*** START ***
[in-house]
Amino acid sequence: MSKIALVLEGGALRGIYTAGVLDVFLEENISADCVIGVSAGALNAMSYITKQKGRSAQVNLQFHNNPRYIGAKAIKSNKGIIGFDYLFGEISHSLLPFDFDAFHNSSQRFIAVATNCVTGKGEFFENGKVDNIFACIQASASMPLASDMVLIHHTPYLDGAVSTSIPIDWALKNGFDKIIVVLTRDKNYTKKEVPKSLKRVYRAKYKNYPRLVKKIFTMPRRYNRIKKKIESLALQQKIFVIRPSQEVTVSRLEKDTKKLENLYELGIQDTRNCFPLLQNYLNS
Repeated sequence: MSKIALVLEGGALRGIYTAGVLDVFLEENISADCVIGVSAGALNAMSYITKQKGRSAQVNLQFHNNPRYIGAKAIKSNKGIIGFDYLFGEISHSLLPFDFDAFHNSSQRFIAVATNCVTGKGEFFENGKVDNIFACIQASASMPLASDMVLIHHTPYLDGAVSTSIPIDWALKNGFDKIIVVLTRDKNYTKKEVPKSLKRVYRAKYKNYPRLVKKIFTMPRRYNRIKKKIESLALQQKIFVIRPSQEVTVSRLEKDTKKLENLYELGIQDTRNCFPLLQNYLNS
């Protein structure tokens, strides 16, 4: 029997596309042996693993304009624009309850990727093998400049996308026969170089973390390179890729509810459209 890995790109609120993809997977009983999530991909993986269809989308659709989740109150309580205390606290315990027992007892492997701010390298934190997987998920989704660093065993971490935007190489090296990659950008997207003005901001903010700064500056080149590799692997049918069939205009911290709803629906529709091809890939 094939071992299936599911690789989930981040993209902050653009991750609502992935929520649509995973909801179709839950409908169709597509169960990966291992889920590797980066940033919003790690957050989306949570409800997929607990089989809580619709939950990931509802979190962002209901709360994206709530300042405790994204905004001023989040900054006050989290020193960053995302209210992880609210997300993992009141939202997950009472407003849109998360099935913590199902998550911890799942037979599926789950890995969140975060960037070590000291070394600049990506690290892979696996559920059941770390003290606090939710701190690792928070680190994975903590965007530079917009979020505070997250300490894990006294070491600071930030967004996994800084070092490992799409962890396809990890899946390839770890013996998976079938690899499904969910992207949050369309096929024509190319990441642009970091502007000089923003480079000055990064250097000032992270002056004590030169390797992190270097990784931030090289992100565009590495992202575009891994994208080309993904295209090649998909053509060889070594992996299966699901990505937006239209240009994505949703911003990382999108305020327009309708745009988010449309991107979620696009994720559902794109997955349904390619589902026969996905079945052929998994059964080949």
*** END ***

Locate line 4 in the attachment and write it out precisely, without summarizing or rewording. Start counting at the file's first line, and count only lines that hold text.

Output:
């Protein structure tokens, strides 16, 4: 029997596309042996693993304009624009309850990727093998400049996308026969170089973390390179890729509810459209 890995790109609120993809997977009983999530991909993986269809989308659709989740109150309580205390606290315990027992007892492997701010390298934190997987998920989704660093065993971490935007190489090296990659950008997207003005901001903010700064500056080149590799692997049918069939205009911290709803629906529709091809890939 094939071992299936599911690789989930981040993209902050653009991750609502992935929520649509995973909801179709839950409908169709597509169960990966291992889920590797980066940033919003790690957050989306949570409800997929607990089989809580619709939950990931509802979190962002209901709360994206709530300042405790994204905004001023989040900054006050989290020193960053995302209210992880609210997300993992009141939202997950009472407003849109998360099935913590199902998550911890799942037979599926789950890995969140975060960037070590000291070394600049990506690290892979696996559920059941770390003290606090939710701190690792928070680190994975903590965007530079917009979020505070997250300490894990006294070491600071930030967004996994800084070092490992799409962890396809990890899946390839770890013996998976079938690899499904969910992207949050369309096929024509190319990441642009970091502007000089923003480079000055990064250097000032992270002056004590030169390797992190270097990784931030090289992100565009590495992202575009891994994208080309993904295209090649998909053509060889070594992996299966699901990505937006239209240009994505949703911003990382999108305020327009309708745009988010449309991107979620696009994720559902794109997955349904390619589902026969996905079945052929998994059964080949």